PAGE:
Review by Nina Dinan, 17
The Ghost Stories of Edith Wharton By Edith Wharton
Edith Wharton, renowned Gilded Age novelist and interior designer, was sometimes so disturbed by ghostly books that she was compelled to burned them. Luckily, this profound fear did not stop her from lending her own pen to the genre, and the result is a timeless collection of eerie tales. In “The Triumph of Night”, a young traveler is stranded at a deserted railway station on a frigid winter’s night. When a wealthy, vivacious youth drives up and offers the traveler a room for the night, all is not as well as it seems. In “The Eyes”, a worldly intellectual is menaced by a nocturnal entity as he tries to resolve his complex feelings for a younger man. In a third tale, a recently married woman embarks on a train journey which grows increasingly ominous with each passing hour.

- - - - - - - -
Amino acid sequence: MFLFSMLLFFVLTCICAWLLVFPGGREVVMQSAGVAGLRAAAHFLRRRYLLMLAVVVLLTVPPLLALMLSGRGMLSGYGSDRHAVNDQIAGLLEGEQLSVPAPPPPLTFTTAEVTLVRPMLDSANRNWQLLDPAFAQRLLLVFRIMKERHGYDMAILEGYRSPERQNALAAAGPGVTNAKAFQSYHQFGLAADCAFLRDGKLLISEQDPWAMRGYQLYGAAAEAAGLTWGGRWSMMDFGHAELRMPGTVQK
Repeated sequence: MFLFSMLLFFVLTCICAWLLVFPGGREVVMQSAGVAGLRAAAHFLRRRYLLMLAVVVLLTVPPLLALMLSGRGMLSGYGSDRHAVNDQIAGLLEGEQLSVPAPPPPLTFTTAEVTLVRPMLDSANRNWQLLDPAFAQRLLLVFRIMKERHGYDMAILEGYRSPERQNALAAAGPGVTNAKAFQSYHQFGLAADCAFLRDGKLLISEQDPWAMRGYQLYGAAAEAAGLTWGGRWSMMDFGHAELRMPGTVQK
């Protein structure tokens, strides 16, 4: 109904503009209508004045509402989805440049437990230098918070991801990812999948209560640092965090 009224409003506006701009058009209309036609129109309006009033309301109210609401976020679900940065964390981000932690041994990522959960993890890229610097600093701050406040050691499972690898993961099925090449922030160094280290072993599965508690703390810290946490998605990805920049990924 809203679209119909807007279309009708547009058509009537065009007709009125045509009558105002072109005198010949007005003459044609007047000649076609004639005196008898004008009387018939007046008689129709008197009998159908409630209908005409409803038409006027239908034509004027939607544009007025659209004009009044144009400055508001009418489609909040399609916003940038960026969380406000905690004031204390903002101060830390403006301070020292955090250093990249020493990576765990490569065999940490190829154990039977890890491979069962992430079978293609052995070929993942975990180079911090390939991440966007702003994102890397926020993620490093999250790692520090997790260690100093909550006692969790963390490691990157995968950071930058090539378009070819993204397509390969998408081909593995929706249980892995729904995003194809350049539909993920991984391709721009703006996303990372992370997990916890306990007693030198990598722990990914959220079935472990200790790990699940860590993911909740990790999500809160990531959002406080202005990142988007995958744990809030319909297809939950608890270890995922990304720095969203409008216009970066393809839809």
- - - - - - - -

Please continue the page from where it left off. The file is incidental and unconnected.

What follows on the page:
Wharton’s ghost stories provoke dread in all seasons, and especially on autumn and winter nights. The narratives move with mounting suspense from one scene to the next, whisking us off to intimate fireside gatherings, vicious New England snowstorms, opulent Italian gardens, and forbidding manor houses. The ghosts themselves come in many forms; some enter with a thunderclap, while others reach slowly around the curtain (so to speak) and leap out at us at the end. (If you like short, horror-driven ghost stories, then these might not be your style; they do reach chilling, satisfying endings, but some of them take many pages to get there.) Now, with the dark season approaching, I hope I’ve put you all “in the mood for ghosts…”
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